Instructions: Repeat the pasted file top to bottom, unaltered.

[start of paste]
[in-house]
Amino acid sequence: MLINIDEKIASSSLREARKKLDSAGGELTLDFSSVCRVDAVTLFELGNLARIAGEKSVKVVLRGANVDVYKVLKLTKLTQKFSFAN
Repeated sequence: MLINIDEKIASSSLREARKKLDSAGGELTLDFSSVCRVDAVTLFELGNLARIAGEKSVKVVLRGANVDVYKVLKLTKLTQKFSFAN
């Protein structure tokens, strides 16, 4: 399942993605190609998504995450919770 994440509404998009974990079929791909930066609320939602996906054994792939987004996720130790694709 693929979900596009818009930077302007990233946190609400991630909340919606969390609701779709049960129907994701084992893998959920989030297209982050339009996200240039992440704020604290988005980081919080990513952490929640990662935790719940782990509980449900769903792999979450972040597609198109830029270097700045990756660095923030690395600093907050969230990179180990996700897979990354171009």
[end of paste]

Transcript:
[in-house]
Amino acid sequence: MLINIDEKIASSSLREARKKLDSAGGELTLDFSSVCRVDAVTLFELGNLARIAGEKSVKVVLRGANVDVYKVLKLTKLTQKFSFAN
Repeated sequence: MLINIDEKIASSSLREARKKLDSAGGELTLDFSSVCRVDAVTLFELGNLARIAGEKSVKVVLRGANVDVYKVLKLTKLTQKFSFAN
């Protein structure tokens, strides 16, 4: 399942993605190609998504995450919770 994440509404998009974990079929791909930066609320939602996906054994792939987004996720130790694709 693929979900596009818009930077302007990233946190609400991630909340919606969390609701779709049960129907994701084992893998959920989030297209982050339009996200240039992440704020604290988005980081919080990513952490929640990662935790719940782990509980449900769903792999979450972040597609198109830029270097700045990756660095923030690395600093907050969230990179180990996700897979990354171009």